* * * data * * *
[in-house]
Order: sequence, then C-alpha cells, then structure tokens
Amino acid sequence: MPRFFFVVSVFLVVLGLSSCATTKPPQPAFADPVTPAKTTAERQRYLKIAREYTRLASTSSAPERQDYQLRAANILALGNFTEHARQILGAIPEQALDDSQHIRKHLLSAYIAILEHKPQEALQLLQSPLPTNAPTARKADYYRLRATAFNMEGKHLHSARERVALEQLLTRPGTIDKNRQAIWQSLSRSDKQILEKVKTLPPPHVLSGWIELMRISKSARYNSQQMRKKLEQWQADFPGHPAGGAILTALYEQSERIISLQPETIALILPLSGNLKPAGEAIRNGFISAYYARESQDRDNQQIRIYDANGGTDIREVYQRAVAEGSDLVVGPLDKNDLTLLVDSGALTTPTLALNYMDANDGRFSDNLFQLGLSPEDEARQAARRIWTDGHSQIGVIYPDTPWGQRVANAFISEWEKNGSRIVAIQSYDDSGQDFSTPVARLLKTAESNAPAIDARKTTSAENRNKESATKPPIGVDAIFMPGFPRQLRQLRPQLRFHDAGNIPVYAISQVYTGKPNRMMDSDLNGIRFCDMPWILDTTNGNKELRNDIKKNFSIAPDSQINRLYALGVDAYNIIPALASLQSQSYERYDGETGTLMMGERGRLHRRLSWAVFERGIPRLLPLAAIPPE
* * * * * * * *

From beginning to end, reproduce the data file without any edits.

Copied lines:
[in-house]
Order: sequence, then C-alpha cells, then structure tokens
Amino acid sequence: MPRFFFVVSVFLVVLGLSSCATTKPPQPAFADPVTPAKTTAERQRYLKIAREYTRLASTSSAPERQDYQLRAANILALGNFTEHARQILGAIPEQALDDSQHIRKHLLSAYIAILEHKPQEALQLLQSPLPTNAPTARKADYYRLRATAFNMEGKHLHSARERVALEQLLTRPGTIDKNRQAIWQSLSRSDKQILEKVKTLPPPHVLSGWIELMRISKSARYNSQQMRKKLEQWQADFPGHPAGGAILTALYEQSERIISLQPETIALILPLSGNLKPAGEAIRNGFISAYYARESQDRDNQQIRIYDANGGTDIREVYQRAVAEGSDLVVGPLDKNDLTLLVDSGALTTPTLALNYMDANDGRFSDNLFQLGLSPEDEARQAARRIWTDGHSQIGVIYPDTPWGQRVANAFISEWEKNGSRIVAIQSYDDSGQDFSTPVARLLKTAESNAPAIDARKTTSAENRNKESATKPPIGVDAIFMPGFPRQLRQLRPQLRFHDAGNIPVYAISQVYTGKPNRMMDSDLNGIRFCDMPWILDTTNGNKELRNDIKKNFSIAPDSQINRLYALGVDAYNIIPALASLQSQSYERYDGETGTLMMGERGRLHRRLSWAVFERGIPRLLPLAAIPPE